MISSOURI — A military sound weapon called the LRAD is trickling its way into domestic agencies across the country. Its latest application will be for use against drivers on Missouri’s highways.
The Missouri Department of Transportation (MoDOT) has purchased two Long Range Acoustic Devices (LRAD) with the intent of deploying them near work zones. The idea is to penetrate nearby vehicles with an overwhelmingly shrill sound to supposedly get them to slow down.
Called a “safety device” by the local media, the LRAD is most famous for use against civilians overseas during military operations. Its 153 dB sound waves are so powerful that they cause bystanders to reel in pain, clutch their ears, and run away.
Carl Gruenler, a former Vice President of American Technology Corporation (which later became LRAD Corporation) said that the device will produce instant headaches, permanent hearing damage, and that “you definitely don’t want to be” within 100 meters of the device. Of course, that was said in 2004, before the company began marketing its weapons to domestic government agencies.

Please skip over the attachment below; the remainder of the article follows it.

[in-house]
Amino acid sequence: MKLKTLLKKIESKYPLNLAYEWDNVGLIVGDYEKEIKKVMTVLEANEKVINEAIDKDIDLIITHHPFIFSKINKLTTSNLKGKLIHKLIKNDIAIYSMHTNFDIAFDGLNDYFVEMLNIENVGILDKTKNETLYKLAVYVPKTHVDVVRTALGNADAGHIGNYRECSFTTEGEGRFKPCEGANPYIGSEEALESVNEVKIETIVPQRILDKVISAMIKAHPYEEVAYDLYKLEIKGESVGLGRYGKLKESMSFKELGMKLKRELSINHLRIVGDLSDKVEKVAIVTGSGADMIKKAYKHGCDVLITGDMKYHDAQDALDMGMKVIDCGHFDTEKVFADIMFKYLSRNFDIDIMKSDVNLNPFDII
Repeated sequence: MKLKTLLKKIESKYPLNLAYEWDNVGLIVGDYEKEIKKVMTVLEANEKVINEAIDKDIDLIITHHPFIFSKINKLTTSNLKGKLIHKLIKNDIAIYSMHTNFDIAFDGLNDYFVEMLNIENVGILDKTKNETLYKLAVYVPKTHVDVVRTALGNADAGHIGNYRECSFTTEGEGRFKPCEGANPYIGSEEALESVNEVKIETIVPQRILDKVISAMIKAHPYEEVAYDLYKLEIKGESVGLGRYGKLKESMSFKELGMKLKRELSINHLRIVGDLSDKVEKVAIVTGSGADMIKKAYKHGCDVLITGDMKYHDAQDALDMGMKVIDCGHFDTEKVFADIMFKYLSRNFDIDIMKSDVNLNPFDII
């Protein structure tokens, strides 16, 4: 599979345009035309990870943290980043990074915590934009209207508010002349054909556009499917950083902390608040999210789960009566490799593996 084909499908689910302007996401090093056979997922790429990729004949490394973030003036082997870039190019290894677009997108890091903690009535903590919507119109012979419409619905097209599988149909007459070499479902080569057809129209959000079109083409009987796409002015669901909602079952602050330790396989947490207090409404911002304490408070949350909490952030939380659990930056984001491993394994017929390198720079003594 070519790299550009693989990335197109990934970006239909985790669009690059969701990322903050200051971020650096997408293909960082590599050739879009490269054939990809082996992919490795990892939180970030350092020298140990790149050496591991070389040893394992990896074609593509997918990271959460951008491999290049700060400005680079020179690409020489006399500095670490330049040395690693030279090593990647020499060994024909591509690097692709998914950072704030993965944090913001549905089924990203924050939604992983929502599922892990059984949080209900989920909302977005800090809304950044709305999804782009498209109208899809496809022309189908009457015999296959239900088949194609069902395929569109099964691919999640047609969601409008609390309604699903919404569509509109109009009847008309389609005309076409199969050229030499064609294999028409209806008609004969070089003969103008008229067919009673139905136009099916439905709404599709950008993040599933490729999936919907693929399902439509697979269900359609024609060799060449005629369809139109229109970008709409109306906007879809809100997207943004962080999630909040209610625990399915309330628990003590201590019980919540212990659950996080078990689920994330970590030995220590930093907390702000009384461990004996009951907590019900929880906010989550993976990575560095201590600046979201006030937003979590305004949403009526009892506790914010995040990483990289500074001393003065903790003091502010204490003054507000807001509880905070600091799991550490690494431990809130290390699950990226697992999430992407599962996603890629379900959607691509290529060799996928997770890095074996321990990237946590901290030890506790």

Since then, the LRAD was being delivered to local law enforcement agencies throughout the USA; many through federal grants aimed at militarizing police. By 2009, the LRAD was dramatically used for the first time against Americans, when police mounted it on their armored vehicles and used it to disperse unwelcome protesters in Pittsburgh during the G-20 Summit.
MoDOT employee Michele Compton elaborates: “The sound easily penetrates the windshield and well-insulated cab of a car, even overriding the vehicle’s engine sounds and a radio turned up loud enough to jam to tunes at highway speeds.”